Hotel Chocolat (Financials)
- Total sales increased by 37.4% to £226.1m in FY2021 as stores in the UK “rebounded”
- Swung back into the red with a pre-tax loss of £8.7m, from a profit of £5.5m the previous year
- UK online sales fell 13% in FY2021, which was ‘signficantly more than offset’ by the growth in physical retail
Hotel Chocolat’s sales grew by more than a third (+37.4%) to £226.1m in the financial year ended 26 June 2022 (FY2021), bolstered by a rebound in store sales.
The retailer had returned to double-digit growth in the previous financial year when group sales surged 20.7% to £164.6m, driven by digital sales, “continuity products” and partners.
The retailer’s strong upwards trajectory had stuttered the year before, hammered by the impact of the coronavirus pandemic. .
Hotel Chocolat’s revenue includes some non-retail activities such as wholesale partnerships with the likes of John Lewis and Amazon and a café and restaurant business.
UK store numbers have stayed broadly flat in the past few years. Before that, growth had been driven by ongoing expansion, with a net nine new UK stores brought on in FY2019 on the back of 14 UK and ROI openings in FY2018.
Good digital growth has contributed to the robust performance over recent years and some 70% of revenue in FY2020 was generated via UK digital, partners and “continuity products”.
UK online sales – including subscriptions – increased to £91.0m in FY2020, from £37.1m in FY2019, bolstered by the shift online during the pandemic and accounting for over 55% of sales.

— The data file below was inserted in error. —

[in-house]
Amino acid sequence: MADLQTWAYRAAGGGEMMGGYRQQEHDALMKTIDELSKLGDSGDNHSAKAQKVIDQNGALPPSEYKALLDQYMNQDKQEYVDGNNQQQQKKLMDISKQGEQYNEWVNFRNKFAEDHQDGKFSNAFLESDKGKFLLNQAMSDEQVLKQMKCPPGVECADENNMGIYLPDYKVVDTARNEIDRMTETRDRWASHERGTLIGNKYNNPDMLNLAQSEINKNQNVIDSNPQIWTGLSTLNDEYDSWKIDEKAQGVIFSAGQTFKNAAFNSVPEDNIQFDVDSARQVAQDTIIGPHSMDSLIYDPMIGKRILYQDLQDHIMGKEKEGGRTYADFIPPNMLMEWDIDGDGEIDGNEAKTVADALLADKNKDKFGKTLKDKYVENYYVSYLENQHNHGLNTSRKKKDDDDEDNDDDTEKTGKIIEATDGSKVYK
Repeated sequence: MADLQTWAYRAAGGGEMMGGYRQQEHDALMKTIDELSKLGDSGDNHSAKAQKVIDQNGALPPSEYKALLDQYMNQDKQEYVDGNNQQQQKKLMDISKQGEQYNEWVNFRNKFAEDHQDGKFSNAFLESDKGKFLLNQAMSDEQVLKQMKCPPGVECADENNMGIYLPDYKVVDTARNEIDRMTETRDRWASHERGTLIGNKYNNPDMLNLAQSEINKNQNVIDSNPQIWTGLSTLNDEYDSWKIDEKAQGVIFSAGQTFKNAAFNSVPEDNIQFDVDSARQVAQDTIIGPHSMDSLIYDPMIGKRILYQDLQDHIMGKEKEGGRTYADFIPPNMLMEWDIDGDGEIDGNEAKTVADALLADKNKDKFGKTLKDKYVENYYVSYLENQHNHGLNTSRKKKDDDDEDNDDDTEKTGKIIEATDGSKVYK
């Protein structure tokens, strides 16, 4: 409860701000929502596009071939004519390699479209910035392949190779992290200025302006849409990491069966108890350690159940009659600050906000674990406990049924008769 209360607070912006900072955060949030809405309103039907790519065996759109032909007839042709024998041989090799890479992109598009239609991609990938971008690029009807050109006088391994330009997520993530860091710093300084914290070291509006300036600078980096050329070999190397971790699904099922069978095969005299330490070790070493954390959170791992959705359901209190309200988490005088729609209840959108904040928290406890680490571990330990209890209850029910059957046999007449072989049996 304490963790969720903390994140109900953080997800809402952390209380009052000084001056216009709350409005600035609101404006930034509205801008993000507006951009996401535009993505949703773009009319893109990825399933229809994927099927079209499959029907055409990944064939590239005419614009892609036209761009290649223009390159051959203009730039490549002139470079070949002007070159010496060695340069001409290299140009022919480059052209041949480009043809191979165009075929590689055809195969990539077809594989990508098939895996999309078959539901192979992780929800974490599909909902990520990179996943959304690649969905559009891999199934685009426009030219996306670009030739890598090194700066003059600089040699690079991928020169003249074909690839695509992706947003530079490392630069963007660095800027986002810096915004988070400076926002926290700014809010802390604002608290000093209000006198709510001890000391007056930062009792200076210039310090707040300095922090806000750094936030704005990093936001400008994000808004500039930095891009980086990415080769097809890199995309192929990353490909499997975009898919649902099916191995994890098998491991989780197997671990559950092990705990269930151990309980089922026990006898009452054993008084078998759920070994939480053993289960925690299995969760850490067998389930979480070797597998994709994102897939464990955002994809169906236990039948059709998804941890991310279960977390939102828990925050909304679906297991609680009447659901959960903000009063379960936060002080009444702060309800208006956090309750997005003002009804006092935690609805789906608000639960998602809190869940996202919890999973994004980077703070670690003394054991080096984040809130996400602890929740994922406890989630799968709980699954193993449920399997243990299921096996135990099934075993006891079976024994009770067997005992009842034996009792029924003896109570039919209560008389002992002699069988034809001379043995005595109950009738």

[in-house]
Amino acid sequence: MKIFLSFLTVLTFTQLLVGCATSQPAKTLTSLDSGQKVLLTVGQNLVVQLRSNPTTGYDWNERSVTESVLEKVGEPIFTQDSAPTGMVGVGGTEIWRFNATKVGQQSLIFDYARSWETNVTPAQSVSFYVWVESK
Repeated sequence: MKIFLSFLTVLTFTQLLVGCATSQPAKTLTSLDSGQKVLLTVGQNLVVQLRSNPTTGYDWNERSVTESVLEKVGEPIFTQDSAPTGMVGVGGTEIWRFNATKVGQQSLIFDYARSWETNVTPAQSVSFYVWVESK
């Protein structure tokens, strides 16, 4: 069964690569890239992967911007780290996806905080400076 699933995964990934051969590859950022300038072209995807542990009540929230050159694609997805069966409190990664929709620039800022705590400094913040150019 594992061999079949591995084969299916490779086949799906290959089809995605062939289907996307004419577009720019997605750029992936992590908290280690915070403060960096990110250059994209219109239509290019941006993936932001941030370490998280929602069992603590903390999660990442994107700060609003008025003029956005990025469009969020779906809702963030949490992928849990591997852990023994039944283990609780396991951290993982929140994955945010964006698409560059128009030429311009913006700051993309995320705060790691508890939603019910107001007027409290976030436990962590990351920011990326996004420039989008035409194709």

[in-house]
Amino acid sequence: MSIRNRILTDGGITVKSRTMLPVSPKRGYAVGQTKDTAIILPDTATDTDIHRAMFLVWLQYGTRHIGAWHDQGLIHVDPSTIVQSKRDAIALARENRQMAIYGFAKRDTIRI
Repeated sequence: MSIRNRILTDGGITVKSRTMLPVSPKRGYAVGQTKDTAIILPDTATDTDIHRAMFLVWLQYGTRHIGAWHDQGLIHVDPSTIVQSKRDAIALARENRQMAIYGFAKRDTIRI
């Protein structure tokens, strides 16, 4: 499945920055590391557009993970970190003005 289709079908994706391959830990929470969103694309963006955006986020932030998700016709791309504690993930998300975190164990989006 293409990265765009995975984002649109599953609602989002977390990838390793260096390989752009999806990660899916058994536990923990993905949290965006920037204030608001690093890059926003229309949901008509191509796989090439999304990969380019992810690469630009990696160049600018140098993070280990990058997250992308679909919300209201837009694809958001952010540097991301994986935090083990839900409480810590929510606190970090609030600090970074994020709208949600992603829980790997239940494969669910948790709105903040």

However, UK growth in FY2021 was driven by sales via physical stores, which grew strongly as pandemic-related restrictions ended, offsetting a 13% decline in online sales to £79.1m, accounting for around 37% of sales.
Total UK sales increased 34.6% to £214.5m in FY2021 to account for 94.9% of total sales.
Having decreased 1.5% to £5.2m in FY2020, international sales almost doubled to £11.6m in FY2021. However, the retailer said that margins “remained below internal expectations, leading to adjustment to our international strategy and a prudent approach to capital allocation”. It had made “provisions” for an exit from direct-to-consumer activity in the USA and experienced impairment of loans to its Japanese joint venture.
In FY2019 international sales had risen 10.3%, bolstered by its expansion in the US and Japan.
Hotel Chocolat fell back into the red with a statutory pre-tax loss of £8.7m in FY2021, which it described as “clearly disappointing”.
It said that the loss reflected the “significant impacts of discontinuing activities in the year that had lower prospects for future returns, relative to the ongoing, proven new successes”.
Statutory loss after tax was £9.4m in FY2021, compared to a profit of £3.7m the previous year, with contributing factors including costs related to ending direct-to-consumer operations in the US and impairment of loans to its Japanese joint venture.